A trail of high-profile visitors has visited hip-hop artist Meek Mill, who's serving two to four years for violating his probation terms that stem from a 2008 gun and drug case.
Meek's recent visitors include billionaires Robert Kraft, owner of the New England Patriots, and Michael Rubin, Philadelphia 76ers co-owner, and a separate visit from Philadelphia Mayor Jim Kenney.
A cry for the 30-year-old rapper's release from prison has come from friends and fans alike.
On Nov. 6, Philadelphia Judge Genece E. Brinkley, who has overseen Mill's case since his initial charges in 2008, sentenced the rapper to two to four years in prison for violating his probation.
How did Mill violate his probation?
Last year, police arrested Mill twice: once for fighting in the St. Louis airport and another for reckless endangerment and reckless driving on his motorcycle when he popped wheelies without wearing a helmet in New York City.
“I gave you break after break, and you basically just thumbed your nose at this court,” Brinkley told Mill during court proceedings, according to the Philadelphia Inquirer.
In addition to the arrests, the Philadelphia native failed a drug test and didn't comply with his travel restrictions, according to the judge.
Mill will be eligible for parole after serving two years, Brinkley said, adding, “Then I’ll be done with you.”
Why do his supporters want him released?
Many of his supporters believe his sentence outweighs his crime.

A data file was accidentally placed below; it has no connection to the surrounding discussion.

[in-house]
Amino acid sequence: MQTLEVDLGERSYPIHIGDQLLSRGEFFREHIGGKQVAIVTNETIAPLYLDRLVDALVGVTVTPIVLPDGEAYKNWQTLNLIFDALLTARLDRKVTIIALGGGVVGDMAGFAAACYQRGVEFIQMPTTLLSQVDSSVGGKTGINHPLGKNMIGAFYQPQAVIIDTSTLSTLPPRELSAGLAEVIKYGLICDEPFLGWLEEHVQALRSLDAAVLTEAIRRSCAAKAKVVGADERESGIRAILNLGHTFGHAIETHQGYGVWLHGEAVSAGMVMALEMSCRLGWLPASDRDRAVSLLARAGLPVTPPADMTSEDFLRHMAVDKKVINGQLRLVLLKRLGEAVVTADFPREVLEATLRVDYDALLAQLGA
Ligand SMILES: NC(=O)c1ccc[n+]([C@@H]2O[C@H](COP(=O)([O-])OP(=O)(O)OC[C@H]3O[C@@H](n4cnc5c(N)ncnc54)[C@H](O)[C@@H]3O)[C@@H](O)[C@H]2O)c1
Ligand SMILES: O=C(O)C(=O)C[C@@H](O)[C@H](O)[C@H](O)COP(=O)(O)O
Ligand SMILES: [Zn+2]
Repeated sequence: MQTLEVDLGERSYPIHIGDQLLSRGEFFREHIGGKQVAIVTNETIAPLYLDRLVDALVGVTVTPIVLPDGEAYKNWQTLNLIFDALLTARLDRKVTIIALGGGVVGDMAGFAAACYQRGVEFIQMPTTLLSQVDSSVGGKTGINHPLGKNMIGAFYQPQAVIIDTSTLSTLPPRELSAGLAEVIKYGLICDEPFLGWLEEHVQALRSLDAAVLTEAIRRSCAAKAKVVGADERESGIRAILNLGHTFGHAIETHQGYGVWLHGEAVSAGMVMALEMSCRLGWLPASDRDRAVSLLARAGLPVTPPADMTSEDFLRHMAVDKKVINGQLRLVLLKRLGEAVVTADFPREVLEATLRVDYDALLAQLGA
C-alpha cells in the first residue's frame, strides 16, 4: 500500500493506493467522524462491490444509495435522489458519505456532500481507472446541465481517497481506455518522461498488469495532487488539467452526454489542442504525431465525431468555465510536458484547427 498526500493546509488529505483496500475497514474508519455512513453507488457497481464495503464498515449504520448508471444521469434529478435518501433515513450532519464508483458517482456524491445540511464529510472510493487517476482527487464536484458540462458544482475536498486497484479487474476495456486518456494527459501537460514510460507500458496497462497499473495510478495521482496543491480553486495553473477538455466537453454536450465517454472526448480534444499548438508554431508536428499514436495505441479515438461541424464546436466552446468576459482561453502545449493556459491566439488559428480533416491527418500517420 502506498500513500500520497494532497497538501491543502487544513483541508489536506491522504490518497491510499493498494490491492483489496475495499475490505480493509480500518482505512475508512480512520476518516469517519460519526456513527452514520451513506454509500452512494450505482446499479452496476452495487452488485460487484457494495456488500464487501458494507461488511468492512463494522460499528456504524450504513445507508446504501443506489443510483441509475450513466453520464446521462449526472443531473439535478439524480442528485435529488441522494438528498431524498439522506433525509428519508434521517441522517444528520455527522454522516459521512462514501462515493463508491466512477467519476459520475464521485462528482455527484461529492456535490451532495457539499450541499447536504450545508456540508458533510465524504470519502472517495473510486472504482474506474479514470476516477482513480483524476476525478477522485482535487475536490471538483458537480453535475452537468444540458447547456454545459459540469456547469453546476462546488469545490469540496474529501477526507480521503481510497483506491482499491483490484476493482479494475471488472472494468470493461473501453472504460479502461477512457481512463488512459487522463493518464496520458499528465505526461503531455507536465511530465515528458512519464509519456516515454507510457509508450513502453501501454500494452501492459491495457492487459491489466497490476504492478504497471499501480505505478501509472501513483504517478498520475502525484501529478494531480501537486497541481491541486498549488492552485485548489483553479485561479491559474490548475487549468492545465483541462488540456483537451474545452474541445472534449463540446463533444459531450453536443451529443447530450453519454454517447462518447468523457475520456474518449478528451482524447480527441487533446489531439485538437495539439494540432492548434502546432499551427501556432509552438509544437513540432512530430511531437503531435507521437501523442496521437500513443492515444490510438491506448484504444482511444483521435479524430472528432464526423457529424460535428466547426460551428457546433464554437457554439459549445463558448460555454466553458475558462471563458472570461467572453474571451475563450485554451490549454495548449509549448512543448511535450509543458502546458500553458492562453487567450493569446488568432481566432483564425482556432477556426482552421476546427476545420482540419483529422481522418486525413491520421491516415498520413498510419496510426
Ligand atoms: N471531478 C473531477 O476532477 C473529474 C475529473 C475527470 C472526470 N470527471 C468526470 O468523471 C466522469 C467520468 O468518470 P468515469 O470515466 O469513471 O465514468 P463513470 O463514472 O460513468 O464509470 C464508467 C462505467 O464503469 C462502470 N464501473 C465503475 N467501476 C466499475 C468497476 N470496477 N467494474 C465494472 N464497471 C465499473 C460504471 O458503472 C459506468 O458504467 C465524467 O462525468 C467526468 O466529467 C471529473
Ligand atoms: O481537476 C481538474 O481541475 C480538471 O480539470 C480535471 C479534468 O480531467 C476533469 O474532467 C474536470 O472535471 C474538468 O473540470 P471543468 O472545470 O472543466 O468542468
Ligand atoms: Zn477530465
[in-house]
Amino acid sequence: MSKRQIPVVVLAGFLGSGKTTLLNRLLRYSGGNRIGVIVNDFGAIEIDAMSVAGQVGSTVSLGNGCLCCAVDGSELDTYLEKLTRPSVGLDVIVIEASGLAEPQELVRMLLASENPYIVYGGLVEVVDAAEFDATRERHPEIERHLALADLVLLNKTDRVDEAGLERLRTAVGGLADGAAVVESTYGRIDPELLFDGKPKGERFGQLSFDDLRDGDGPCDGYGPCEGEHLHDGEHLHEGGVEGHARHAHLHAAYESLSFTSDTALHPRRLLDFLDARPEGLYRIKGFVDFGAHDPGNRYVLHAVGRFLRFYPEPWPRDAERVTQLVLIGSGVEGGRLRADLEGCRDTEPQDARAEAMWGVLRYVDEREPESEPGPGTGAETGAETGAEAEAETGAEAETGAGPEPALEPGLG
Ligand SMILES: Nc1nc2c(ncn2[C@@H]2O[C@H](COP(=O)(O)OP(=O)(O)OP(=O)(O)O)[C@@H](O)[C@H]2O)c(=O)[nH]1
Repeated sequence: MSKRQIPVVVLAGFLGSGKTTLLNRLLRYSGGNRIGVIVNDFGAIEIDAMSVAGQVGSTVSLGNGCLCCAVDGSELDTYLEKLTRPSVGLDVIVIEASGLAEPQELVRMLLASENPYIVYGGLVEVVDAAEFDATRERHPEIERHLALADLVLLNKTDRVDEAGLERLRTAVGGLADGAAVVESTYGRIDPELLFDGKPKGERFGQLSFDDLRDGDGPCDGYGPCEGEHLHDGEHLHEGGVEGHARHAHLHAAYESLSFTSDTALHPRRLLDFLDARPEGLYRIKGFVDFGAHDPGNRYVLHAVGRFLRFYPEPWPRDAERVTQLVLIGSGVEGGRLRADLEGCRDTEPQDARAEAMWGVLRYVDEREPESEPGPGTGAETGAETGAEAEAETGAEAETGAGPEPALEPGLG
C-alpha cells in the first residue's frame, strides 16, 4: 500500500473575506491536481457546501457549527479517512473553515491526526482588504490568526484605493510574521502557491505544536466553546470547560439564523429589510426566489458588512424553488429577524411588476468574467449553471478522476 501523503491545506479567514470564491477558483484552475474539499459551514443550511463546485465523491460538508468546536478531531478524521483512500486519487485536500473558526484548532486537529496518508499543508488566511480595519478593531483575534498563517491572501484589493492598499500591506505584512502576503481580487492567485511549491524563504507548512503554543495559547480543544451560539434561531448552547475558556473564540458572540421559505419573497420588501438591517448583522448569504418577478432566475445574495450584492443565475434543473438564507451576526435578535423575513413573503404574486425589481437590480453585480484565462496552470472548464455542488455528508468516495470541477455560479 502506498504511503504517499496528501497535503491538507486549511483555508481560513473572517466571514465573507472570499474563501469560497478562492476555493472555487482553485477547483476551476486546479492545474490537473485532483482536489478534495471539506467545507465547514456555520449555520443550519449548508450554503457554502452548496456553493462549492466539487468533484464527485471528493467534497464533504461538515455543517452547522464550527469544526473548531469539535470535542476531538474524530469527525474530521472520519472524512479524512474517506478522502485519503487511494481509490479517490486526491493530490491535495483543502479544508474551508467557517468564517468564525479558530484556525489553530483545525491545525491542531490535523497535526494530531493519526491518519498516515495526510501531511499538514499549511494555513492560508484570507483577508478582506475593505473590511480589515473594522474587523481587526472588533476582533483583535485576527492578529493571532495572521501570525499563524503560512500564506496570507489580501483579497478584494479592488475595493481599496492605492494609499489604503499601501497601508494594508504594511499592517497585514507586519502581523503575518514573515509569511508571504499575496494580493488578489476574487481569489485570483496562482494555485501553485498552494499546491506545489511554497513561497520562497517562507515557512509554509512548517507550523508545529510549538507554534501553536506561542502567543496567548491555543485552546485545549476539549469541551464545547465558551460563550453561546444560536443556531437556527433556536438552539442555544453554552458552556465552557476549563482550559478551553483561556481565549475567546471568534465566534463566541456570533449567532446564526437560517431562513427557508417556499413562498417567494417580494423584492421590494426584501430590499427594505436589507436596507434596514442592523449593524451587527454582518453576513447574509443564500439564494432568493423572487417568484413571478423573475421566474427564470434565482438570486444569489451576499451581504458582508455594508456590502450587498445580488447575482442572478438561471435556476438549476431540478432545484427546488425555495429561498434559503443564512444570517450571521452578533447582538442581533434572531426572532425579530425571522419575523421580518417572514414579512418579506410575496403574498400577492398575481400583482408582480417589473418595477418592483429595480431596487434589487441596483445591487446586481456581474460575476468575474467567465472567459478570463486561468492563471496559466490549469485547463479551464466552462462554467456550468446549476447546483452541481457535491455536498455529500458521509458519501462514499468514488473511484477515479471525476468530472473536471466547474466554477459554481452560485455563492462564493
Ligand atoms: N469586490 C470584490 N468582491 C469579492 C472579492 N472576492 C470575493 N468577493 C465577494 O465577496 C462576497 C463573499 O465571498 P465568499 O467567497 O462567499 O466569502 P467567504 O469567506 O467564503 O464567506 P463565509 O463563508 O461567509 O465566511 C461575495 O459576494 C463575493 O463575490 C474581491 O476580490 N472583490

“We have to do something with criminal justice reform. This kind of case, to be in a situation like this, it’s really bad,” Kraft told reporters Tuesday.
Kraft called Mill a close friend and a "great guy."
“When he gets out, he’s going to turn this thing around and inspire a lot of other people who have been treated unfairly,” Kraft said.
Kenney, who visited Mill Wednesday, said he believes the judge should grant the rapper bail.
“It seems that he would be doing more good on the outside than the inside,” Kenney said. “It just points to the need for real criminal justice reform in our country.”
But Rubin hasn't given up on the idea of an early release.
“I believe he will get out soon and that the right thing will happen,” Rubin said.
It's not Mill's first time to violate the terms of his probation.
He has served several stints in prison and house arrest for probation violations in 2012, 2014, and 2016, according to Billboard magazine.
“I’ve read many accusations that she’s lawsuit happy, that isn’t true, that she hurts people by suing them and threatening the people, which is absolutely not true. She follows the law. What you have here is a tough judge but she’s tough across the board. She’s tough with everybody. If you don’t want a tough judge, then don’t elect them,” Charles Peruto Jr., Brinkley’s counselor, told KYW-TV.